There are some albums that simply defy categorization. Though they may sound familiar in this way or that, they simply refuse to be pigeonholed.
Caustic Casanova’s Glass Enclosed Nerve Center is one of those albums. Eclectic, energetic, and infectiously catchy, this record takes the upbeat nature of The Hives, channels it through the eclectic songwriting of Primus, then drapes it in the fun, carefree guitar heroics of J Mascis and Dinosaur Jr.—all before injecting undercurrents of Prog Rock, Sludge, Stoner Rock, and Metal.
Welcome to the sonic buffet that is Caustic Casanova.
About Caustic Casanova
Caustic Casanova is a Washington, DC-based four-piece made of:
- Francis Beringer – Bass, Vocals
- Stefanie Zaenker – Drums, Percussion, Vocals, Keyboards
- Andrew Yonki – Guitar
- Jake Kimberley – Guitar
The band has been active for more than a decade now, with their first album, Someday You Will Be Proven Correct dropping in 2012 through Mad Love Records.
‘Glass Enclosed Nerve Center’ Album Review
Release Date: October 7, 2022
Label: Magnetic Eye Records
Track 1 – Anubis Rex
“Anubis Rex” kicks off the album with the fun guitar heroics of Dinosaur Jr. The song is chaotic and catchy like King Gizzard & The Lizard Wizard at their very best, and the enthusiastic cowbell carries us through the song like a familiar friend. Eventually, the energetic lead guitar takes us to an enthralling solo backed by a thick riff and pounding drums.
And while “Anubis Rex” is an instrumentally layered track, it’s also the first glimpse at how complex the lyrics on Glass Enclosed Nerve Center can become. Just take a look at its lyrics:
A mountain in my mouth
Oh and a temple of teeth
How will I call to you when the sun’s fallen into the sea?
My skin cracked, my throat dry
Oh, my pupils are dumb
With vigor, come hither, and the next sweet shiver to come
Our story, it’s boring, oh but we tell it well
On this winter morning, at least we have a story to tell
Our lungs deflated like the old birthday balloons we breathed in
I have exhaled you, listening to the whirling wind
I thought I was in love before I knew you, I knew you
Track 2 – Lodestar
“Lodestar” is dark and Psychedelic—like a combination of Black Mountain and Ghost Frog. But despite its heavier, gloomier undertones, there’s a certain charming levity in its delivery.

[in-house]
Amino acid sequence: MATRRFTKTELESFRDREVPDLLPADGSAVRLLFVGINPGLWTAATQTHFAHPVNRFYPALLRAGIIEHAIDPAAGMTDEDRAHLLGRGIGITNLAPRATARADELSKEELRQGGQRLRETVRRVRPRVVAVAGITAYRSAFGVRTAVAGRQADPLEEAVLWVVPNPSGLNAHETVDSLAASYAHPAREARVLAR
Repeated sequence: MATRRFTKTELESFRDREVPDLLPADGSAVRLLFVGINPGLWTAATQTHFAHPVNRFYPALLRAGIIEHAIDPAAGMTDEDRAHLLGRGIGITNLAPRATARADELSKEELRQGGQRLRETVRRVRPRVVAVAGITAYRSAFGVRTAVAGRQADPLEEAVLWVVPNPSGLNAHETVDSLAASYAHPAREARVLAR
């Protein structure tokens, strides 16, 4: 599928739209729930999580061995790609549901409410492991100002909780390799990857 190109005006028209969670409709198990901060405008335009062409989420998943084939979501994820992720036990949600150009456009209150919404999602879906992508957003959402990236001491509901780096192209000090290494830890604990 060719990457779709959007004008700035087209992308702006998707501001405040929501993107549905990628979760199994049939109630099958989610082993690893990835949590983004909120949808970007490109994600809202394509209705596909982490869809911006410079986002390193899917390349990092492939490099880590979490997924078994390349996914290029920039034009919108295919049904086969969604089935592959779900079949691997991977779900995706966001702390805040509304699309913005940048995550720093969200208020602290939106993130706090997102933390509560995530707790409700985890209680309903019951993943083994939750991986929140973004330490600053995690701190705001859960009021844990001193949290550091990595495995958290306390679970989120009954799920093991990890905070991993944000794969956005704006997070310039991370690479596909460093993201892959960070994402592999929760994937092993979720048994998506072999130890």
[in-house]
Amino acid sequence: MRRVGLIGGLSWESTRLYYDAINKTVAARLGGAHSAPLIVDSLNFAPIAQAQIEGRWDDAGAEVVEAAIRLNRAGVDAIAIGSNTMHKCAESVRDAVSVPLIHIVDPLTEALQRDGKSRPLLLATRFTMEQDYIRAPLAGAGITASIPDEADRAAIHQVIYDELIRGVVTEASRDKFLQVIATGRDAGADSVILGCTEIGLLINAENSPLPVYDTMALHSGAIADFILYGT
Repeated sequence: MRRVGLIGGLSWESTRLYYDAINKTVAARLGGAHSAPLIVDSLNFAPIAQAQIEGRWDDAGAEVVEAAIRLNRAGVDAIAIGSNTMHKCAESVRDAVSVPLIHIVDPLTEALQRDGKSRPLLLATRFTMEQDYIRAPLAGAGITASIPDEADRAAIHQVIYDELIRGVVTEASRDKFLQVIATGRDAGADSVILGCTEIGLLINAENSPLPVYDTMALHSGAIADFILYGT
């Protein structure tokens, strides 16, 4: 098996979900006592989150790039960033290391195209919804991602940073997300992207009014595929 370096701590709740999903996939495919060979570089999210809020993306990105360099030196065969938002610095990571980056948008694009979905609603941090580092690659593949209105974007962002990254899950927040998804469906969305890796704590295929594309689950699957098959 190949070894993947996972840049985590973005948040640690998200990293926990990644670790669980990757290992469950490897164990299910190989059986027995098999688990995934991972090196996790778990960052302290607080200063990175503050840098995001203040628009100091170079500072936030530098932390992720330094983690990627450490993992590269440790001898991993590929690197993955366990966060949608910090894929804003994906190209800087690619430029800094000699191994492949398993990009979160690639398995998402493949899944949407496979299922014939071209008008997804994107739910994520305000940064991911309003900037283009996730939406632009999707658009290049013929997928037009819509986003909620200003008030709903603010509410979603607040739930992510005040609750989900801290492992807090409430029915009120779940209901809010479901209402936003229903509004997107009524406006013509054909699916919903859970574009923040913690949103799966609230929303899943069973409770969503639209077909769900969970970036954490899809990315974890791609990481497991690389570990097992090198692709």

Track 3 – A Bailar Con Cuarentena
“A Bailar Con Cuarentena” is a tightly wound ball of frantic energy, liable to explode at any moment. The song is as precise, quick, and upbeat as a single from The Hives or Eagles of Death Metal.
As on “Anubis Rex,” the lyrics are the hero on this track. Just check out the opening lines:
It’s business in the front, and piety in the back
The Autozone messiah says come on in let’s have a snack
We’re grilling sacred cows, it’s conquistador cuisine
A bailar con quarantine urges our spanglish language magazine
Track 4 – Shrouded Coconut
“Shrouded Coconut” features an explosive, jazzy intro before finding its true sound: a sort of psychedelic Primus with a massive bass and frantic guitarwork.
At more than nine minutes in length, “Shrouded Coconut” is the second-longest track on the album, and it experiments with a variety of different sounds and techniques (including an intriguing section about halfway through that sounds like a temple theme from an old Zelda game).
“Shrouded Coconut” is also the closest we’ll get to Doom on this record, as the song concludes with crushing, distorted guitars delivered slow and low.
Track 5 – Bull Moose Against the Sky
So far on Glass Enclosed Nerve Center, there’s been no telling what one song or another will be about. And “Bull Moose Against the Sky” is no different.
This is an eight-part song about some of the landmark moments in Theodore Roosevelt’s life—including moments before and after his time as President of the United States.
Running more than 22 minutes long, it’s an ambitious song on the same level as “Twenty-Twenty” by IKITAN.
It’s a captivating track filled with dashes of Doom and Heavy Metal—but I would highly recommend listening with the lyrics nearby so you can follow along.
Final Score: 8.5/10
Standout Tracks: “Anubis Rex”
Pros: Put simply, Glass Enclosed Nerve Center is charming. The album can certainly rock hard (see the heaviest moments of “Shrouded Coconut” and “Bull Moose Against the Sky” as examples), but there’s an irresistible catchiness woven throughout this record.
With the album’s inherent Pop/Alt Rock sensibilities as its foundation, everything built on top of it only adds to that initial charm.
Cons: This could easily become the most controversial album of the year, one that listeners either immediately love or unapologetically reject for its unapologetic experimentation.
Ultimately, the strength of this album rests in the strength of that experimentation—and there’s plenty of mad science happening here.
“Bull Moose Against the Sky,” for example, is long enough and complicated enough to have been a standalone EP.
Here, though, it’s delivered as a single track. Between its enormous length and obscure storytelling, it’s a demanding listen. And while overall enjoyable, I often found myself wishing for a reprieve just to catch my breath.